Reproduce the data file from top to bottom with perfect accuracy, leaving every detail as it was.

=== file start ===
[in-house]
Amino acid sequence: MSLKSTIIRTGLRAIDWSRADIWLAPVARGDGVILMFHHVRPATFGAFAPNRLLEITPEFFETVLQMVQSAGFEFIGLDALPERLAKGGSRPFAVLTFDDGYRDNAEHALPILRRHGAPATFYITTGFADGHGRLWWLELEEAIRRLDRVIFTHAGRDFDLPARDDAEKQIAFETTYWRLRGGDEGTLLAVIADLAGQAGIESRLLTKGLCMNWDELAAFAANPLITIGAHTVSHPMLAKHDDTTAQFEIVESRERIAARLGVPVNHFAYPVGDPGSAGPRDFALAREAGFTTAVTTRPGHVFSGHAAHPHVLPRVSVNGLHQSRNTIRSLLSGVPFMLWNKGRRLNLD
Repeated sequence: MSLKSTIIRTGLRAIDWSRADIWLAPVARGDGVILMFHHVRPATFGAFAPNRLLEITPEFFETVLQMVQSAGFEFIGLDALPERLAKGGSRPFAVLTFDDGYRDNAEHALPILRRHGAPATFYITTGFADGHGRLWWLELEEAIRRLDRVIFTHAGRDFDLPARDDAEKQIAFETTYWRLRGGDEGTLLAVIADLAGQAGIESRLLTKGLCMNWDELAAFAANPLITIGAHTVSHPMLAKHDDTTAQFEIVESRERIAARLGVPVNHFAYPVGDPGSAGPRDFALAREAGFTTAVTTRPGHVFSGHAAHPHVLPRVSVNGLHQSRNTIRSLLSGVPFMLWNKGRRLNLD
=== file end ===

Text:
[in-house]
Amino acid sequence: MSLKSTIIRTGLRAIDWSRADIWLAPVARGDGVILMFHHVRPATFGAFAPNRLLEITPEFFETVLQMVQSAGFEFIGLDALPERLAKGGSRPFAVLTFDDGYRDNAEHALPILRRHGAPATFYITTGFADGHGRLWWLELEEAIRRLDRVIFTHAGRDFDLPARDDAEKQIAFETTYWRLRGGDEGTLLAVIADLAGQAGIESRLLTKGLCMNWDELAAFAANPLITIGAHTVSHPMLAKHDDTTAQFEIVESRERIAARLGVPVNHFAYPVGDPGSAGPRDFALAREAGFTTAVTTRPGHVFSGHAAHPHVLPRVSVNGLHQSRNTIRSLLSGVPFMLWNKGRRLNLD
Repeated sequence: MSLKSTIIRTGLRAIDWSRADIWLAPVARGDGVILMFHHVRPATFGAFAPNRLLEITPEFFETVLQMVQSAGFEFIGLDALPERLAKGGSRPFAVLTFDDGYRDNAEHALPILRRHGAPATFYITTGFADGHGRLWWLELEEAIRRLDRVIFTHAGRDFDLPARDDAEKQIAFETTYWRLRGGDEGTLLAVIADLAGQAGIESRLLTKGLCMNWDELAAFAANPLITIGAHTVSHPMLAKHDDTTAQFEIVESRERIAARLGVPVNHFAYPVGDPGSAGPRDFALAREAGFTTAVTTRPGHVFSGHAAHPHVLPRVSVNGLHQSRNTIRSLLSGVPFMLWNKGRRLNLD